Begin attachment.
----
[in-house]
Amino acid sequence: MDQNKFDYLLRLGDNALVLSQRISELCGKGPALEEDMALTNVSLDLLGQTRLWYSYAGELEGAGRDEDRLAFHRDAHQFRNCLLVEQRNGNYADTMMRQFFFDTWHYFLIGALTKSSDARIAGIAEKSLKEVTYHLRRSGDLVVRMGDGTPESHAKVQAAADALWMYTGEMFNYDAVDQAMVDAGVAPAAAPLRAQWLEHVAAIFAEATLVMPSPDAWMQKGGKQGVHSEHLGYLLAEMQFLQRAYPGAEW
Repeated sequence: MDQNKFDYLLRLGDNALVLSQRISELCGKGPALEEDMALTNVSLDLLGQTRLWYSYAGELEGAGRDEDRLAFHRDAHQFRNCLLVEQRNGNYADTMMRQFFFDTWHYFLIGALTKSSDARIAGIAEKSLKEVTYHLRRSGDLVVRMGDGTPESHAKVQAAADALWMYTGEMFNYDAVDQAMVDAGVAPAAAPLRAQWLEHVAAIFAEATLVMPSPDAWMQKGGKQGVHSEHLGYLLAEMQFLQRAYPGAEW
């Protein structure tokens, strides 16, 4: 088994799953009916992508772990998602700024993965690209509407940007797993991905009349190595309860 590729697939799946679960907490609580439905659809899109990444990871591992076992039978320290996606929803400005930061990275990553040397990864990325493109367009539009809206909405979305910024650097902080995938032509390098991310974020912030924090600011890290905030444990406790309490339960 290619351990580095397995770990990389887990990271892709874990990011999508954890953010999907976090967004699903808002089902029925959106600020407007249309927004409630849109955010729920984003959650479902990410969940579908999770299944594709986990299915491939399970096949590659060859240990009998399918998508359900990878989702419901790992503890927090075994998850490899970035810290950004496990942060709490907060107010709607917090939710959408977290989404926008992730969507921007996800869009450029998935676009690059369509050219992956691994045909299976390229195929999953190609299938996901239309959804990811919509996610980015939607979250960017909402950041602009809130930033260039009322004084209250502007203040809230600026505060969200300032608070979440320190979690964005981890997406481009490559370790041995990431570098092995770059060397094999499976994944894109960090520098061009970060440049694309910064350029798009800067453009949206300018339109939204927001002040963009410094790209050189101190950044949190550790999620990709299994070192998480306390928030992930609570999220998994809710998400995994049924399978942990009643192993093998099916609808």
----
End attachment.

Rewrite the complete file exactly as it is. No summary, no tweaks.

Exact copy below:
[in-house]
Amino acid sequence: MDQNKFDYLLRLGDNALVLSQRISELCGKGPALEEDMALTNVSLDLLGQTRLWYSYAGELEGAGRDEDRLAFHRDAHQFRNCLLVEQRNGNYADTMMRQFFFDTWHYFLIGALTKSSDARIAGIAEKSLKEVTYHLRRSGDLVVRMGDGTPESHAKVQAAADALWMYTGEMFNYDAVDQAMVDAGVAPAAAPLRAQWLEHVAAIFAEATLVMPSPDAWMQKGGKQGVHSEHLGYLLAEMQFLQRAYPGAEW
Repeated sequence: MDQNKFDYLLRLGDNALVLSQRISELCGKGPALEEDMALTNVSLDLLGQTRLWYSYAGELEGAGRDEDRLAFHRDAHQFRNCLLVEQRNGNYADTMMRQFFFDTWHYFLIGALTKSSDARIAGIAEKSLKEVTYHLRRSGDLVVRMGDGTPESHAKVQAAADALWMYTGEMFNYDAVDQAMVDAGVAPAAAPLRAQWLEHVAAIFAEATLVMPSPDAWMQKGGKQGVHSEHLGYLLAEMQFLQRAYPGAEW
């Protein structure tokens, strides 16, 4: 088994799953009916992508772990998602700024993965690209509407940007797993991905009349190595309860 590729697939799946679960907490609580439905659809899109990444990871591992076992039978320290996606929803400005930061990275990553040397990864990325493109367009539009809206909405979305910024650097902080995938032509390098991310974020912030924090600011890290905030444990406790309490339960 290619351990580095397995770990990389887990990271892709874990990011999508954890953010999907976090967004699903808002089902029925959106600020407007249309927004409630849109955010729920984003959650479902990410969940579908999770299944594709986990299915491939399970096949590659060859240990009998399918998508359900990878989702419901790992503890927090075994998850490899970035810290950004496990942060709490907060107010709607917090939710959408977290989404926008992730969507921007996800869009450029998935676009690059369509050219992956691994045909299976390229195929999953190609299938996901239309959804990811919509996610980015939607979250960017909402950041602009809130930033260039009322004084209250502007203040809230600026505060969200300032608070979440320190979690964005981890997406481009490559370790041995990431570098092995770059060397094999499976994944894109960090520098061009970060440049694309910064350029798009800067453009949206300018339109939204927001002040963009410094790209050189101190950044949190550790999620990709299994070192998480306390928030992930609570999220998994809710998400995994049924399978942990009643192993093998099916609808």